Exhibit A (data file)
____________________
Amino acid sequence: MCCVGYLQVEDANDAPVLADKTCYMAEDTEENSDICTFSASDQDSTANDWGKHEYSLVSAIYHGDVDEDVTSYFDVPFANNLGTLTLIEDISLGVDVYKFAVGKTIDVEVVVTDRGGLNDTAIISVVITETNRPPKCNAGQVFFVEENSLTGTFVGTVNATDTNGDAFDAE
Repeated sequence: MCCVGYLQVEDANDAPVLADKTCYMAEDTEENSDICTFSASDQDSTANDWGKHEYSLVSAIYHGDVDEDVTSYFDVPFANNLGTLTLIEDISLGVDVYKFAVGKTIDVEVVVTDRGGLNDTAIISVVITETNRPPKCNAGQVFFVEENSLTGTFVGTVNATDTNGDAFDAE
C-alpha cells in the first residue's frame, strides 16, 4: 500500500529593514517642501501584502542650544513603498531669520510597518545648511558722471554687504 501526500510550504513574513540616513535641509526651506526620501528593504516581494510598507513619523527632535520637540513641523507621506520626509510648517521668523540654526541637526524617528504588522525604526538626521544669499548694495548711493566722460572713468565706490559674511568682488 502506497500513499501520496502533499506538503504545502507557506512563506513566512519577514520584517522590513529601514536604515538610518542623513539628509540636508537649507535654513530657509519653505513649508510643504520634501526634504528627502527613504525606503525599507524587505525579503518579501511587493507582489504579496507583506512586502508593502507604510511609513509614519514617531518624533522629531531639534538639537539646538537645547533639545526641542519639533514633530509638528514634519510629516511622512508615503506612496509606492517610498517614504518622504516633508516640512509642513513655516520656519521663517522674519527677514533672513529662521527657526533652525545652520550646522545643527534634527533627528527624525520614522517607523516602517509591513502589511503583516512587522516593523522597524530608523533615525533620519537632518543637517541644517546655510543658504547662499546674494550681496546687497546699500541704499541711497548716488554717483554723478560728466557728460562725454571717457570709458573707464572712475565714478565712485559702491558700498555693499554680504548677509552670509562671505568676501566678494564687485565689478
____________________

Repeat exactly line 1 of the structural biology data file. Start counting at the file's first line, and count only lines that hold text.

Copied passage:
Amino acid sequence: MCCVGYLQVEDANDAPVLADKTCYMAEDTEENSDICTFSASDQDSTANDWGKHEYSLVSAIYHGDVDEDVTSYFDVPFANNLGTLTLIEDISLGVDVYKFAVGKTIDVEVVVTDRGGLNDTAIISVVITETNRPPKCNAGQVFFVEENSLTGTFVGTVNATDTNGDAFDAE